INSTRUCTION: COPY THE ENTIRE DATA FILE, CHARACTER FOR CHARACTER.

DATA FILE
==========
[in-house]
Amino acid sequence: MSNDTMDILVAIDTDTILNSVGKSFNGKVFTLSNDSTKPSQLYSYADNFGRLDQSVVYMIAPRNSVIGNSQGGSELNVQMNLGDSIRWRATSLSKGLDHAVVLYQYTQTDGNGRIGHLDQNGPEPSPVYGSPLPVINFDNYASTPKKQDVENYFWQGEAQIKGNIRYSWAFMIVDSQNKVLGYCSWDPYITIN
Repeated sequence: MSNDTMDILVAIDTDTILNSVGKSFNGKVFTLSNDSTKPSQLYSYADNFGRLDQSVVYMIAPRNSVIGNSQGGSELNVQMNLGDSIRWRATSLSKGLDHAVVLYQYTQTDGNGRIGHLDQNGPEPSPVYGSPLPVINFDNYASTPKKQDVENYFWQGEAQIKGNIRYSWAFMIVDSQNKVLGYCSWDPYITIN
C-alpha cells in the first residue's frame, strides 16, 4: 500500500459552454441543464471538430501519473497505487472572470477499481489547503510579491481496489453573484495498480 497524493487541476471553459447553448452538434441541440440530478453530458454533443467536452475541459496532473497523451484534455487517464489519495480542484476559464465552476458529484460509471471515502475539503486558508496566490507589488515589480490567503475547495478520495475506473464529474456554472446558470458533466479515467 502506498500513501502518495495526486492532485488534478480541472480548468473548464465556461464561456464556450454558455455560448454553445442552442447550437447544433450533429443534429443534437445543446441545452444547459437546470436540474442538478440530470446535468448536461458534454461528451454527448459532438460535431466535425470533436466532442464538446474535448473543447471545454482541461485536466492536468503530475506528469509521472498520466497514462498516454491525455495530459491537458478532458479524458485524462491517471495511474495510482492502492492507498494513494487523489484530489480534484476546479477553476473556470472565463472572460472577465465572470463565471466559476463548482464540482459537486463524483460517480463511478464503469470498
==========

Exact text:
[in-house]
Amino acid sequence: MSNDTMDILVAIDTDTILNSVGKSFNGKVFTLSNDSTKPSQLYSYADNFGRLDQSVVYMIAPRNSVIGNSQGGSELNVQMNLGDSIRWRATSLSKGLDHAVVLYQYTQTDGNGRIGHLDQNGPEPSPVYGSPLPVINFDNYASTPKKQDVENYFWQGEAQIKGNIRYSWAFMIVDSQNKVLGYCSWDPYITIN
Repeated sequence: MSNDTMDILVAIDTDTILNSVGKSFNGKVFTLSNDSTKPSQLYSYADNFGRLDQSVVYMIAPRNSVIGNSQGGSELNVQMNLGDSIRWRATSLSKGLDHAVVLYQYTQTDGNGRIGHLDQNGPEPSPVYGSPLPVINFDNYASTPKKQDVENYFWQGEAQIKGNIRYSWAFMIVDSQNKVLGYCSWDPYITIN
C-alpha cells in the first residue's frame, strides 16, 4: 500500500459552454441543464471538430501519473497505487472572470477499481489547503510579491481496489453573484495498480 497524493487541476471553459447553448452538434441541440440530478453530458454533443467536452475541459496532473497523451484534455487517464489519495480542484476559464465552476458529484460509471471515502475539503486558508496566490507589488515589480490567503475547495478520495475506473464529474456554472446558470458533466479515467 502506498500513501502518495495526486492532485488534478480541472480548468473548464465556461464561456464556450454558455455560448454553445442552442447550437447544433450533429443534429443534437445543446441545452444547459437546470436540474442538478440530470446535468448536461458534454461528451454527448459532438460535431466535425470533436466532442464538446474535448473543447471545454482541461485536466492536468503530475506528469509521472498520466497514462498516454491525455495530459491537458478532458479524458485524462491517471495511474495510482492502492492507498494513494487523489484530489480534484476546479477553476473556470472565463472572460472577465465572470463565471466559476463548482464540482459537486463524483460517480463511478464503469470498